Friday, 29 November 2019

Terminator: Dark Fate (2019)

Even reuniting Linda Hamilton and Arnold couldn't save Terminator: Dark Fate from (undeserved) disaster


Director: Tim Miller
Cast: Linda Hamilton (Sarah Connor), Arnold Schwarzenegger (Carl), Mackenzie Davis (Grace), Natalia Reyes (Dani Ramos), Gabriel Luna (Rev-9), Diego Boneta (Diego Ramos), Tristan Ulloa (Felipe Gandal)
 
It should have been a hit. The third attempt in the last ten years to restart the Terminator franchise, after no less than two cancelled planned trilogies, this one bought back James Cameron in a producing and story capacity, pulled in Linda Hamilton to return as Sarah Connor for the first time in nearly thirty years and finally seemed to be the “true” Terminator 3. But it bombed anyway, worse than either Salvation or Genysis and finally put paid (probably) once and all for the franchise. How did it come to this? 

In 1998 a T-800 Terminator (Arnold Schwarzenegger) – one of a number sent back in time by Skynet before erased from history by our heroes in Terminator 2 – finally succeeds in killing John Connor (a CGI recreation of Edward Furlong from T2), leaving Sarah Connor (Linda Hamilton) distraught. Twenty-two years later and a new artificial intelligence from the future, Legion, has sent back a Terminator (Gabriel Luna) to wipe out a pivotal future figure for the human resistance Dani Ramos (Natalia Reyes), with the resistance once again sending back its own champion Grace (Mackenzie Davis), an artificially enhanced human. The inevitable combat between man and machine is on again, with Grace and Dani joining forces with Sarah Connor, as well as other unexpected allies.

That paragraph probably gives you a sense of what’s good and what’s bad about the film. Starting with a twist that seems to finally try and send the franchise off in a new direction – the eradication of John Connor, the person every film has been about protecting – is a brave decision. The confirmation that eternal enemy Skynet has indeed been erased from history finally changes the enemy. Arnie’s T-800 is confirmed as literally the last in existence – a killer sent from a future that now no longer exists. It looks like we are set for something entirely different.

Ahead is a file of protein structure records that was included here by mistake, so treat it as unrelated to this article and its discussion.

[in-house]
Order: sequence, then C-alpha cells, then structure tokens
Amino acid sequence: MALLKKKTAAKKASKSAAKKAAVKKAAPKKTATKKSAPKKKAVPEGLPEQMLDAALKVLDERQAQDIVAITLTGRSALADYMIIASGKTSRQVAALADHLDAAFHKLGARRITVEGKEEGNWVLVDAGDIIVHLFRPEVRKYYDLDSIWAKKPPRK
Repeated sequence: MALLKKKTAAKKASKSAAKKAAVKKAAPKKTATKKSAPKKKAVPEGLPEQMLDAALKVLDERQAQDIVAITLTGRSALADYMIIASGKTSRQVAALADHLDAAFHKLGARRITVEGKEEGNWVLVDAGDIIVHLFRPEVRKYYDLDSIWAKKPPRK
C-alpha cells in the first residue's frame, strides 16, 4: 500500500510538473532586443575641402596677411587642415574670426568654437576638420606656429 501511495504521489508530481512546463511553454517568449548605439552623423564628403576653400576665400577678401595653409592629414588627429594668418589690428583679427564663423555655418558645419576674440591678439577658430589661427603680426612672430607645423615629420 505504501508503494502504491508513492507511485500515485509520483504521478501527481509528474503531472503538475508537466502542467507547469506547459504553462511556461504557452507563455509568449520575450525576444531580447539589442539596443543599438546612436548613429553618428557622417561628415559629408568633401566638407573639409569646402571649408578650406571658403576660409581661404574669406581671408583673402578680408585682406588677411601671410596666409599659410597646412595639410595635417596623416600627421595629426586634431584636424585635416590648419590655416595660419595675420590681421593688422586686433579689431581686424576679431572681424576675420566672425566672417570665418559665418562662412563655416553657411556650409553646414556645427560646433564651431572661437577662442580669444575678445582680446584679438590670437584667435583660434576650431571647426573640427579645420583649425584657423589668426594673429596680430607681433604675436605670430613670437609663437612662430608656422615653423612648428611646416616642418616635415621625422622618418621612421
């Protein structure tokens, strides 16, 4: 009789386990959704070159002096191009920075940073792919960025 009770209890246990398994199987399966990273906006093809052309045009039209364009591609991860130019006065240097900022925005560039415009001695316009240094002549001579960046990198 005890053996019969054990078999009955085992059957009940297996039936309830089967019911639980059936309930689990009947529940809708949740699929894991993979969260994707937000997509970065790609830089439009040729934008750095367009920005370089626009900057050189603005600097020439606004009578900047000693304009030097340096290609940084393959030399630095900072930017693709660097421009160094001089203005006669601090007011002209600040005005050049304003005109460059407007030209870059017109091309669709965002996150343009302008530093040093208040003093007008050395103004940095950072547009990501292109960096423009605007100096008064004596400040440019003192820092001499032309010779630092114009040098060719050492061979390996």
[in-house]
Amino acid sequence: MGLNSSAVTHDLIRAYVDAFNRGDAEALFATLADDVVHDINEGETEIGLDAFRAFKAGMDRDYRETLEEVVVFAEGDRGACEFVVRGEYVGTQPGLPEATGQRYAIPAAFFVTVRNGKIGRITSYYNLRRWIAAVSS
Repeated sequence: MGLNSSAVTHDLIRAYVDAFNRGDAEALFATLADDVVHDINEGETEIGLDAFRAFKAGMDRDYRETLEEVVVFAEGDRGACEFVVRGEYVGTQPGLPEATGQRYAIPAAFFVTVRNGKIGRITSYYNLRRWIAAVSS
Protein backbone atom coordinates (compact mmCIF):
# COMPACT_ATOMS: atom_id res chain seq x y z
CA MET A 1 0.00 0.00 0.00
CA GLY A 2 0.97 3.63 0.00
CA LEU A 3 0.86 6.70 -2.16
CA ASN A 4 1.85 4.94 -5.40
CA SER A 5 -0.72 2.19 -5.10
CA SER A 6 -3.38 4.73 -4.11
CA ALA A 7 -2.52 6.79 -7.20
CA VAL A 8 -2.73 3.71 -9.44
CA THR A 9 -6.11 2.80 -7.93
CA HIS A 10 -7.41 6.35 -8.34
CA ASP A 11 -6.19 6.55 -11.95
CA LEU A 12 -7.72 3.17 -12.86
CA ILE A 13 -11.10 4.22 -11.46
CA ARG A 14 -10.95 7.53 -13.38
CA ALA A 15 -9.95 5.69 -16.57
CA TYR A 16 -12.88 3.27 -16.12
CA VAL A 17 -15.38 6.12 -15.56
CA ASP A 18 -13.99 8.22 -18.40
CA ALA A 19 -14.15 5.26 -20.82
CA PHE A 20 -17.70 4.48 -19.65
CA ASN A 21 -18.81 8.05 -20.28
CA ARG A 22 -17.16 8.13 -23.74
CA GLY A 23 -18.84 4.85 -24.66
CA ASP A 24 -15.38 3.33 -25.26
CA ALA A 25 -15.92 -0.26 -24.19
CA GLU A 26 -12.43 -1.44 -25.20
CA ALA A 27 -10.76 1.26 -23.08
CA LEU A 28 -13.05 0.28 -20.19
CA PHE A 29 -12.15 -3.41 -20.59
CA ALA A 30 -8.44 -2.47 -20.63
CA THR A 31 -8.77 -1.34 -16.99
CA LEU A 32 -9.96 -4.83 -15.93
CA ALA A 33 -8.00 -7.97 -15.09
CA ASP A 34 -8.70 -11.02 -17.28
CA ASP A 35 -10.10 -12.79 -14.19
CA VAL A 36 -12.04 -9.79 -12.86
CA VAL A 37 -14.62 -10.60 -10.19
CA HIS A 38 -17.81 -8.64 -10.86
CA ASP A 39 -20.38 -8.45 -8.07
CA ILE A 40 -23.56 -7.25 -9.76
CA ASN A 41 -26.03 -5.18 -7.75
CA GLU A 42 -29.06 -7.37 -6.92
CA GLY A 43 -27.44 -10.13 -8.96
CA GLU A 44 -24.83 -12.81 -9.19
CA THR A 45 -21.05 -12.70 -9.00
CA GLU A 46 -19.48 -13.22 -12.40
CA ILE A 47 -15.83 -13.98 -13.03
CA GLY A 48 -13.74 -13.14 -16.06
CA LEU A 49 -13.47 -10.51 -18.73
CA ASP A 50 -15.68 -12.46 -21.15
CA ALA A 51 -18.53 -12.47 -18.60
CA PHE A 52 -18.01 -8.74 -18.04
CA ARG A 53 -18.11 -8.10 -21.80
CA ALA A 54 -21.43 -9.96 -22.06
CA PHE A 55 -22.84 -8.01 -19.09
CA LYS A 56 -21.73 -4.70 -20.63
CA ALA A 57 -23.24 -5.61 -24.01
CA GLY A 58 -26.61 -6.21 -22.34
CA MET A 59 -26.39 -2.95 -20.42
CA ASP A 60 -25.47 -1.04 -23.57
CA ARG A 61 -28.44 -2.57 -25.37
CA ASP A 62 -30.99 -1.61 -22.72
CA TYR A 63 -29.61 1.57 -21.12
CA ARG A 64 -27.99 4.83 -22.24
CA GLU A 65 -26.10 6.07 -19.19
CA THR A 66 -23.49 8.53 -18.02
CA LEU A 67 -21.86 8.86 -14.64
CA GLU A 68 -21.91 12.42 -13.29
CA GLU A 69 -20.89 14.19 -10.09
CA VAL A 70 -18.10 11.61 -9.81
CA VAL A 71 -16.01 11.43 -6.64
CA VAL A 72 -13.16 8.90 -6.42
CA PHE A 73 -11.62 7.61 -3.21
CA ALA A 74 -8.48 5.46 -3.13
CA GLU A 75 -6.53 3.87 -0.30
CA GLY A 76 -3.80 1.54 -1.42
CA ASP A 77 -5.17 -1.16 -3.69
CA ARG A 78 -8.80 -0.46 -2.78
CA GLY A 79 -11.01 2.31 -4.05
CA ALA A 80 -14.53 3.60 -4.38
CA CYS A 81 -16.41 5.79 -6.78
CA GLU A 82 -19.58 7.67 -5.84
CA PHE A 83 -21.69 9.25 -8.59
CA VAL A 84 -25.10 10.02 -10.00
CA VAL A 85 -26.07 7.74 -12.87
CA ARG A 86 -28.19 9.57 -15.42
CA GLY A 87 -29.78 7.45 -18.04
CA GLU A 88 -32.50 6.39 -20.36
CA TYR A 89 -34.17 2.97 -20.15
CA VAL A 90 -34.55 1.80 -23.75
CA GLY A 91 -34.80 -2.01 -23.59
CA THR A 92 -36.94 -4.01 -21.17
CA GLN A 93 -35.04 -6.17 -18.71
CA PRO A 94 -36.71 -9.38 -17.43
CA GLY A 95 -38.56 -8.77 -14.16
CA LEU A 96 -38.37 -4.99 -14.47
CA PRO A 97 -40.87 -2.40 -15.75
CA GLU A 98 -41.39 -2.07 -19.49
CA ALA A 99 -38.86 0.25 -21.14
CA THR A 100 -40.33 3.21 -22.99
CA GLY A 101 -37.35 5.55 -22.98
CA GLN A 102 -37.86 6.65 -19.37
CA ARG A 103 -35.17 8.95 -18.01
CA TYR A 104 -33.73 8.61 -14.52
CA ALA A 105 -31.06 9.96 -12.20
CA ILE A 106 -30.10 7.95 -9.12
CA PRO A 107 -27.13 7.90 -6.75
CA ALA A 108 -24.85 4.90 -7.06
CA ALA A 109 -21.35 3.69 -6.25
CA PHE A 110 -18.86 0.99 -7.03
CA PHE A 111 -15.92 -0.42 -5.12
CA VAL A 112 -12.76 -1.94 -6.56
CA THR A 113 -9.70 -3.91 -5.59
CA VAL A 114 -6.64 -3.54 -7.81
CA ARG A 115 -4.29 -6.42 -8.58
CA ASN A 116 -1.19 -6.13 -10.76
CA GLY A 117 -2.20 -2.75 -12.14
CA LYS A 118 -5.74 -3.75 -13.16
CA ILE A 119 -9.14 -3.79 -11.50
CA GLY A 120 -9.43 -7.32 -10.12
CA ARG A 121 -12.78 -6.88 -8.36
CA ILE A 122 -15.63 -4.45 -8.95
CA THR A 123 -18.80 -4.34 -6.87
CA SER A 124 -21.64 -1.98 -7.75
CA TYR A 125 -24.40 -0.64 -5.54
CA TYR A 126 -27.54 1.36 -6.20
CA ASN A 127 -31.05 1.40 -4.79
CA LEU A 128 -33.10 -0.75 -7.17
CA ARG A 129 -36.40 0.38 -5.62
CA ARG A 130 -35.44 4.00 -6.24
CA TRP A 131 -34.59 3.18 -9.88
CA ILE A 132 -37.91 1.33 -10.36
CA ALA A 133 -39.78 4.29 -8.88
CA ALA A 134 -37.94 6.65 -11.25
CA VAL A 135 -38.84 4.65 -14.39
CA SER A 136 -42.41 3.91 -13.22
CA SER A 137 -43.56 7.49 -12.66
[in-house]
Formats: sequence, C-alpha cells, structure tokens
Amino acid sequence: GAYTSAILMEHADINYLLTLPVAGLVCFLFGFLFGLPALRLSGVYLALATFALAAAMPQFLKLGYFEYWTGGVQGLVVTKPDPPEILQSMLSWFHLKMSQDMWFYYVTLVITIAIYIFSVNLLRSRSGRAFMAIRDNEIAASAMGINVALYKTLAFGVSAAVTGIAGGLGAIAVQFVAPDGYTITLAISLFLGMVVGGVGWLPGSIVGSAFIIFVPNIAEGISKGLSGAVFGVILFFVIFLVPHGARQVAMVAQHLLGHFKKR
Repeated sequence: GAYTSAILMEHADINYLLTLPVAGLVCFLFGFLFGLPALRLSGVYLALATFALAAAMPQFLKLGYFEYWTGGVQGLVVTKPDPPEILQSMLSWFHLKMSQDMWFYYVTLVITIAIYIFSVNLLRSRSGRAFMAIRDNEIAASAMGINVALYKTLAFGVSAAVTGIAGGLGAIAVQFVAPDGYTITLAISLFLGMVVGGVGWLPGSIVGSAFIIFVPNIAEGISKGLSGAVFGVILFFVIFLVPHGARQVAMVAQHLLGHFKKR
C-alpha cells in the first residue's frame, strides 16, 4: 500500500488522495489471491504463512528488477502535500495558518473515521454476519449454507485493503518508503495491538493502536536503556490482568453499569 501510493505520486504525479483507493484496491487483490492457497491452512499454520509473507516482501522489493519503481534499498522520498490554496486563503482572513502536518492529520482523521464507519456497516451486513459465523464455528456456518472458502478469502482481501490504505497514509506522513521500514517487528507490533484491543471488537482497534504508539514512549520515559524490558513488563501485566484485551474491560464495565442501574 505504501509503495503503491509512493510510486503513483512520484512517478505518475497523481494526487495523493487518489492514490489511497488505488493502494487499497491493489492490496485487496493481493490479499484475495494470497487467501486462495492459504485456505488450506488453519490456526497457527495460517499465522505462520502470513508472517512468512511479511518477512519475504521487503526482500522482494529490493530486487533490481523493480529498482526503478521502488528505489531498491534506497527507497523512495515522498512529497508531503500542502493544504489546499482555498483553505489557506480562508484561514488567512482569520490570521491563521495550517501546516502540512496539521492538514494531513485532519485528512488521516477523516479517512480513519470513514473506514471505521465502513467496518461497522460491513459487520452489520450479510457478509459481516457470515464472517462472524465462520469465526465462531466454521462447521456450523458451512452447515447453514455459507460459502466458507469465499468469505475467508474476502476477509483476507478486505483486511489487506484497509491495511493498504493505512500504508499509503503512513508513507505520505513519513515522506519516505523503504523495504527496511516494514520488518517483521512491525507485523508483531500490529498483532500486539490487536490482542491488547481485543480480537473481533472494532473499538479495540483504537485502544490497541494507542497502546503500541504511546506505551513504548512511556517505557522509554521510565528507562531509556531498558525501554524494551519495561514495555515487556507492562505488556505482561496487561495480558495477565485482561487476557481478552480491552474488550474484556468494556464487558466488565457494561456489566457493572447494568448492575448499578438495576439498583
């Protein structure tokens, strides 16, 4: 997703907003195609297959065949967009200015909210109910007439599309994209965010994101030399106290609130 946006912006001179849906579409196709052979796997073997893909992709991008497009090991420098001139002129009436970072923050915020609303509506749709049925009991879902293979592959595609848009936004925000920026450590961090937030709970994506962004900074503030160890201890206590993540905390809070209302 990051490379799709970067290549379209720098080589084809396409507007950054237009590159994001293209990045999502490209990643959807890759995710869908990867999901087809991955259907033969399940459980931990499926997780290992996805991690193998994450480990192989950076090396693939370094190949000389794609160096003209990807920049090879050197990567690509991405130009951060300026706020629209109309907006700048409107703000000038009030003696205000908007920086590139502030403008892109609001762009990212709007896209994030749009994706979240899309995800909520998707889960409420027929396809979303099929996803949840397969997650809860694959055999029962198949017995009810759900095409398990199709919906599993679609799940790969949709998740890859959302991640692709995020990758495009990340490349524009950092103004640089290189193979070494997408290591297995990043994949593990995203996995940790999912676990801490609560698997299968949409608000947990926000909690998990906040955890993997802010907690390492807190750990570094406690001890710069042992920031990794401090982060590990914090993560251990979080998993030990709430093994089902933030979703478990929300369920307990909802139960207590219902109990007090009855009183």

And then of course we aren’t. Because it seems man’s reach will inevitably exceed his grasp, just as would-be Terminator film producers will always overreach themselves. Even with Skynet gone, there must always be some artificial intelligence super-computer that destroys the future, there must always be some sort of special one who must be protected at all costs, always a hero sent from the future who knows more than they can say and always an Arnie Terminator on hand for good or bad. Just as Genysis tried to re-set the table, but only reminded us what a small world is, this film tries to shake up the pieces but then replaces most of them with like-for-like and throws us into a film that has effectively exactly the same structure as the first two films.

So, after that opening scene twist, we get the arrival and meet up of the two future warriors, a scrap at an everyday setting for her hero, a series of shocked reveals about the future, some gonzo chases (this one does at least up the anti – literally – by setting one of them in a plane), a lull in proceedings while our on-the-run heroes work out whether they can trust each other, then a final smackdown in a factory where self-sacrifice is all the rage. For a film that tries to do something new, it is remarkably conservative and shows that for all the time-travel inspired gymnastics of the universe it operates in, the series is strictly tied to a set number of rules and plot mechanics.

But it’s all really confidently told. That’s almost the tragedy. This is a pretty good film. Easily the third best Terminator film made. I actually pretty enjoyed it. It has a simple narrative drive to it, an old-fashioned world where the characters throw each other about and punch each other really hard into things rather than engage in balletic, choreographed fight scenes. Tim Miller directs the whole thing with a pace and drive and if Cameron feels like he may have only really been happy to attach his name to the whole thing in return for a few story ideas and a paycheque, at least it can boast it has his definite seal of approval. 

The acting is also pretty good. Linda Hamilton is a welcome return, getting some fascinating beats of intense drive mixed with deep grief. It’s a great to see an action film like this front-and-centre female characters so much. It’s a shame that this is such a franchise with such a masculine reputation, as this realignment has probably not had the impact it could have had in bringing new people in. Mackenzie Davis is impressive as Grace, Natalie Reyes growing in confidence and strength as the new messiah. Even Arnie gets to do something very different with his T-800 characterisation (after 22 years of living as human, the robot has changed beyond all recognition from the remorseless killer), not least seeing him successfully terminate a target for the first time in the franchise.